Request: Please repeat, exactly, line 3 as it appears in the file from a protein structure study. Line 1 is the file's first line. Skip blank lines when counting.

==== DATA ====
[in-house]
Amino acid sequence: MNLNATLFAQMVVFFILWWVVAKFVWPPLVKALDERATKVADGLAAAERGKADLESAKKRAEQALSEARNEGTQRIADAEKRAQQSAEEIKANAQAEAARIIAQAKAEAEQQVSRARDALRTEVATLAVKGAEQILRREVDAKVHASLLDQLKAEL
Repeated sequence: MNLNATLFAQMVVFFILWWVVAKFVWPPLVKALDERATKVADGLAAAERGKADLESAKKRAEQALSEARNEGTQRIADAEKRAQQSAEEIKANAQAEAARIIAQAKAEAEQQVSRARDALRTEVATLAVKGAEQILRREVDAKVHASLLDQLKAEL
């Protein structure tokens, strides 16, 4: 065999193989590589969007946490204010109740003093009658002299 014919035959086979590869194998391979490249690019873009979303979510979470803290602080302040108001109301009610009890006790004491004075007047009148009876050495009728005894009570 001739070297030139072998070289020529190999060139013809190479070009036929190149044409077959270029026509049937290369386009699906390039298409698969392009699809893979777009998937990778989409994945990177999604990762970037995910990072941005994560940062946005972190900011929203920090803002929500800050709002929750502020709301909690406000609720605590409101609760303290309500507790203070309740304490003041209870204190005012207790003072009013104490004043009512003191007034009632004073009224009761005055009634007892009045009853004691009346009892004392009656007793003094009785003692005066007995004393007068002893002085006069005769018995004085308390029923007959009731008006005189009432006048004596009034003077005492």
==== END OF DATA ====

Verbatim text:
Repeated sequence: MNLNATLFAQMVVFFILWWVVAKFVWPPLVKALDERATKVADGLAAAERGKADLESAKKRAEQALSEARNEGTQRIADAEKRAQQSAEEIKANAQAEAARIIAQAKAEAEQQVSRARDALRTEVATLAVKGAEQILRREVDAKVHASLLDQLKAEL